Will huge new Measure 97 (IP 28) taxes be ‘for the kids’?


by NW Spotlight

The public employee unions behind Oregon’s Measure 97 (IP 28) say that the $3 billion per year in new taxes will go “to better fund Oregon’s schools, health care and senior services.” Those new taxes will be borne by businesses like Powell’s Books.

The Oregon Business Association reports “this unprecedented new tax would increase costs for working families and consumers and would hurt businesses in our state without any guarantee the money will make it into our classrooms or help our schools. That’s because all of the money from this measure goes to the General Fund with no plan and no accountability for how IP28’s billions in new taxes would be spent.”

So is there any guarantee that Measure 97’s billions of dollars in new taxes will be ‘for the kids’? Or even for health care and senior services and not pet priorities?

No, there isn’t.

Rep. John Davis (R-Wilsonville) recently asked the non-partisan Oregon Legislative Counsel about that. Here are several of the key takeaways from their response:

“You asked whether section 3 of Ballot Measure 97 (2016) (Initiative Petition 28) is binding to limit the ability of the Legislative Assembly to appropriate revenues that would be generated by the passage of Measure 97. The answer is no. Section 3 would not bind a future legislature in its spending decisions. If Measure 97 becomes law, the Legislative Assembly may appropriate revenues generated by the measure in any way it chooses.”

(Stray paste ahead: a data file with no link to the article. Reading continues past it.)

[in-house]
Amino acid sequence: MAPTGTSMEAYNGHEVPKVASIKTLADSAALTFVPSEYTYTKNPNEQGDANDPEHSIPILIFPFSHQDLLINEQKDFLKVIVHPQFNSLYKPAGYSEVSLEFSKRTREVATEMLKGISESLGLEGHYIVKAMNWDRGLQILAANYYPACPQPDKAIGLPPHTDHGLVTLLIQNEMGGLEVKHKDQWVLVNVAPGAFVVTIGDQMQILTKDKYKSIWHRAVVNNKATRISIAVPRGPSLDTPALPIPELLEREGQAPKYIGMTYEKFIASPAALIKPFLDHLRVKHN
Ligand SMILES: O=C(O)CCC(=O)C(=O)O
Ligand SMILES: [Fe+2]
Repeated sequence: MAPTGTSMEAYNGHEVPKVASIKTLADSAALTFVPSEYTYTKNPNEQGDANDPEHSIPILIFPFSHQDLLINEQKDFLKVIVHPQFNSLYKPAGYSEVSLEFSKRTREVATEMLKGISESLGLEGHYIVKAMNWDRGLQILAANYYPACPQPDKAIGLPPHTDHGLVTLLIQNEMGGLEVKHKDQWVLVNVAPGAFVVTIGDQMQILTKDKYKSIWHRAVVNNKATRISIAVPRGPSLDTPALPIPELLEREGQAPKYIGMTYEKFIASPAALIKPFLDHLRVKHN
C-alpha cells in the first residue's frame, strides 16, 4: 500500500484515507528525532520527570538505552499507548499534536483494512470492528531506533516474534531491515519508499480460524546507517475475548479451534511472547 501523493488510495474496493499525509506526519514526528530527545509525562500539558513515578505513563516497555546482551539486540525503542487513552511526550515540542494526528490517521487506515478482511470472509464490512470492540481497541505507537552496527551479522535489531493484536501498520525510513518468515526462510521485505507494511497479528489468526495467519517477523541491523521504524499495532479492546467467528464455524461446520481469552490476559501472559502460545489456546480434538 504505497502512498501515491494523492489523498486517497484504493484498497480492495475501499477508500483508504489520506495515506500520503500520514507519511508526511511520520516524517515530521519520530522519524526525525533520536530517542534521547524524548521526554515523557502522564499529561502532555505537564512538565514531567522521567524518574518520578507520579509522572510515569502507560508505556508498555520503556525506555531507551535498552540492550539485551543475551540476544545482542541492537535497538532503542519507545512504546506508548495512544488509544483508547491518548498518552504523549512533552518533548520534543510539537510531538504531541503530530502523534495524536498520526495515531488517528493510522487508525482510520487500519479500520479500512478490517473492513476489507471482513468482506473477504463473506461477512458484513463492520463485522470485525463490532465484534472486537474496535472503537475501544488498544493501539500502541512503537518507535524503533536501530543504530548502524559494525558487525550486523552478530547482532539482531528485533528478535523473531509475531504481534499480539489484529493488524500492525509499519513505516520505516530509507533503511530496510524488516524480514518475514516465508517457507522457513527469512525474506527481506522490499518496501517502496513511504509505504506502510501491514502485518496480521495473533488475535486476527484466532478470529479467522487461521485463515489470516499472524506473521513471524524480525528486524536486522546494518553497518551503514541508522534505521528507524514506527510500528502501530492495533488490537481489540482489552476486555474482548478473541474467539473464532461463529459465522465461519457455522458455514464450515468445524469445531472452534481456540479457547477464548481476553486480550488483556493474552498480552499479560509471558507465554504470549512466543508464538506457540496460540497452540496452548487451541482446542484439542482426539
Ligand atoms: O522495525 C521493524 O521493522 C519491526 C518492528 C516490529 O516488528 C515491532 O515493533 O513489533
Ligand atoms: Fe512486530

“In this instance, section 3 of Measure 97 purports to limit the ability of the Legislative Assembly to spend certain tax revenues for purposes other than those listed in the section. This would impermissibly attempt to limit by statute the plenary exercise of the legislative power vested in the Legislative Assembly by Article IV, section 1, of the Oregon Constitution. A statute such as section 3 may not limit the constitutional power of the Legislative Assembly to pass subsequent laws. Any such limitations must be in the Oregon Constitution. Therefore, any subsequent law enacted by the Legislative Assembly that spent the tax revenues in a way that is contrary to section 3 would be a valid enactment of the Legislative Assembly.”

UPDATE (8/3/2016)Statesman Journal: Corporate tax measure doesn’t specify spending